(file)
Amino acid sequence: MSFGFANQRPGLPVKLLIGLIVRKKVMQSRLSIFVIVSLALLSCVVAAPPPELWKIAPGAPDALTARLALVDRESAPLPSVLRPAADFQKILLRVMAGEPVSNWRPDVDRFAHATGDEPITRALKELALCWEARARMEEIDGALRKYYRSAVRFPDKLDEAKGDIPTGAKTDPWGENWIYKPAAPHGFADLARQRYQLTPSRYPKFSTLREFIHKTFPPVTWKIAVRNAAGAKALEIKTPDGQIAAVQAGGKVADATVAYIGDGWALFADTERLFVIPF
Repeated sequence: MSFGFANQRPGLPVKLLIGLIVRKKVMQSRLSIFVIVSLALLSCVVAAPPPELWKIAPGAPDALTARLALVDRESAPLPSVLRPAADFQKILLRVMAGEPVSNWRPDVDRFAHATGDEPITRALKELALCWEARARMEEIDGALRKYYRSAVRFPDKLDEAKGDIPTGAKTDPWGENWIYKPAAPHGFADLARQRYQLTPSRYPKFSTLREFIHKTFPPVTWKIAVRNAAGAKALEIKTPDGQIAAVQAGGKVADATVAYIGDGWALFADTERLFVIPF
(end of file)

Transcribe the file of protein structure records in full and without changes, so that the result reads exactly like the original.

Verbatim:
Amino acid sequence: MSFGFANQRPGLPVKLLIGLIVRKKVMQSRLSIFVIVSLALLSCVVAAPPPELWKIAPGAPDALTARLALVDRESAPLPSVLRPAADFQKILLRVMAGEPVSNWRPDVDRFAHATGDEPITRALKELALCWEARARMEEIDGALRKYYRSAVRFPDKLDEAKGDIPTGAKTDPWGENWIYKPAAPHGFADLARQRYQLTPSRYPKFSTLREFIHKTFPPVTWKIAVRNAAGAKALEIKTPDGQIAAVQAGGKVADATVAYIGDGWALFADTERLFVIPF
Repeated sequence: MSFGFANQRPGLPVKLLIGLIVRKKVMQSRLSIFVIVSLALLSCVVAAPPPELWKIAPGAPDALTARLALVDRESAPLPSVLRPAADFQKILLRVMAGEPVSNWRPDVDRFAHATGDEPITRALKELALCWEARARMEEIDGALRKYYRSAVRFPDKLDEAKGDIPTGAKTDPWGENWIYKPAAPHGFADLARQRYQLTPSRYPKFSTLREFIHKTFPPVTWKIAVRNAAGAKALEIKTPDGQIAAVQAGGKVADATVAYIGDGWALFADTERLFVIPF